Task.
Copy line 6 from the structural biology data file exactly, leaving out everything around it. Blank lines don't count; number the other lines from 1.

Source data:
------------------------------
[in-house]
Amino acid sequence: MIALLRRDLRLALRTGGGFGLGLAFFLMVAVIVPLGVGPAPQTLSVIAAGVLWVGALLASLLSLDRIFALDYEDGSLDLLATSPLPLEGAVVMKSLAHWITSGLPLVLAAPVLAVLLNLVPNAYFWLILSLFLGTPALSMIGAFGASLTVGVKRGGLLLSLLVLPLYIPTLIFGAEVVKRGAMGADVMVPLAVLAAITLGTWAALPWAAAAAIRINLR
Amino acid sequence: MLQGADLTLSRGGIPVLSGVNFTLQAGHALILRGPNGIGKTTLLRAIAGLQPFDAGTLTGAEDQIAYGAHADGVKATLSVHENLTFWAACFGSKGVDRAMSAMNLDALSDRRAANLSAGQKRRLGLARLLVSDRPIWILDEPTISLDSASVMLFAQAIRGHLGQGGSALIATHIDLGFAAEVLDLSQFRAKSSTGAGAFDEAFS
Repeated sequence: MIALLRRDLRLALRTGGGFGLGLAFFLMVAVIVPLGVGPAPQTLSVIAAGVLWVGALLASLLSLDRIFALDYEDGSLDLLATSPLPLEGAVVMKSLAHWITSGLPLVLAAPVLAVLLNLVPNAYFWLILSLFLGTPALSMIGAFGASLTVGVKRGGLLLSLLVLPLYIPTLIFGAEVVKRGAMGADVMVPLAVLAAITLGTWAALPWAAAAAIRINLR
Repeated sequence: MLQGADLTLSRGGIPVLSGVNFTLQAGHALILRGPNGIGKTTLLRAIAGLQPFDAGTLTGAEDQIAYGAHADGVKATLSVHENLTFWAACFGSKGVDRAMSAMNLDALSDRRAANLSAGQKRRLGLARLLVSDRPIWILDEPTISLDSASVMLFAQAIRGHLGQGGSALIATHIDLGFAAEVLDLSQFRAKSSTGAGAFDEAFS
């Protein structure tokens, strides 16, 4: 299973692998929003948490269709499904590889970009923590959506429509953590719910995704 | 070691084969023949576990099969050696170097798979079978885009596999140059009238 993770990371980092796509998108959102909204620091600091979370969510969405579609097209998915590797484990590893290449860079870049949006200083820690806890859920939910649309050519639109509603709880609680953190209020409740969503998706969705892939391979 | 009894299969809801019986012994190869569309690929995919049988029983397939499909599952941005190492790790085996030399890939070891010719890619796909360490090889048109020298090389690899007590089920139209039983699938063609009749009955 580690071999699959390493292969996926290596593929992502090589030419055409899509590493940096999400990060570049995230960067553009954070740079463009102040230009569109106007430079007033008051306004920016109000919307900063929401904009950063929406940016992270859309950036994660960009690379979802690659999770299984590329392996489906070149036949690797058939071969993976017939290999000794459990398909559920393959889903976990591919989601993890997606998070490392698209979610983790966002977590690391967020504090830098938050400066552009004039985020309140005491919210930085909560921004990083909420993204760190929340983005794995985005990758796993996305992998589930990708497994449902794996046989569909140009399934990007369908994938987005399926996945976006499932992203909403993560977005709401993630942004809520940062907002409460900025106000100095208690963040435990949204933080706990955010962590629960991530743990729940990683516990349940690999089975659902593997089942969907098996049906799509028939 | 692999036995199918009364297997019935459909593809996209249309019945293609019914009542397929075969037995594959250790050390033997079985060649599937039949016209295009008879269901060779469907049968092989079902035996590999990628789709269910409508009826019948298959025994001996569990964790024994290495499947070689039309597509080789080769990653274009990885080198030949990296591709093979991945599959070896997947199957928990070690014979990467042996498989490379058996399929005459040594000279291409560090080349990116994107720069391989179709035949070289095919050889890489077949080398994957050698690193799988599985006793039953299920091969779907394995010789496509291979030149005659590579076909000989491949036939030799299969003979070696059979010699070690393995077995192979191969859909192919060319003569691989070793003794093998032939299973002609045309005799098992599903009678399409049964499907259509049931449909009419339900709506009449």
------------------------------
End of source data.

């Protein structure tokens, strides 16, 4: 299973692998929003948490269709499904590889970009923590959506429509953590719910995704 | 070691084969023949576990099969050696170097798979079978885009596999140059009238 993770990371980092796509998108959102909204620091600091979370969510969405579609097209998915590797484990590893290449860079870049949006200083820690806890859920939910649309050519639109509603709880609680953190209020409740969503998706969705892939391979 | 009894299969809801019986012994190869569309690929995919049988029983397939499909599952941005190492790790085996030399890939070891010719890619796909360490090889048109020298090389690899007590089920139209039983699938063609009749009955 580690071999699959390493292969996926290596593929992502090589030419055409899509590493940096999400990060570049995230960067553009954070740079463009102040230009569109106007430079007033008051306004920016109000919307900063929401904009950063929406940016992270859309950036994660960009690379979802690659999770299984590329392996489906070149036949690797058939071969993976017939290999000794459990398909559920393959889903976990591919989601993890997606998070490392698209979610983790966002977590690391967020504090830098938050400066552009004039985020309140005491919210930085909560921004990083909420993204760190929340983005794995985005990758796993996305992998589930990708497994449902794996046989569909140009399934990007369908994938987005399926996945976006499932992203909403993560977005709401993630942004809520940062907002409460900025106000100095208690963040435990949204933080706990955010962590629960991530743990729940990683516990349940690999089975659902593997089942969907098996049906799509028939 | 692999036995199918009364297997019935459909593809996209249309019945293609019914009542397929075969037995594959250790050390033997079985060649599937039949016209295009008879269901060779469907049968092989079902035996590999990628789709269910409508009826019948298959025994001996569990964790024994290495499947070689039309597509080789080769990653274009990885080198030949990296591709093979991945599959070896997947199957928990070690014979990467042996498989490379058996399929005459040594000279291409560090080349990116994107720069391989179709035949070289095919050889890489077949080398994957050698690193799988599985006793039953299920091969779907394995010789496509291979030149005659590579076909000989491949036939030799299969003979070696059979010699070690393995077995192979191969859909192919060319003569691989070793003794093998032939299973002609045309005799098992599903009678399409049964499907259509049931449909009419339900709506009449």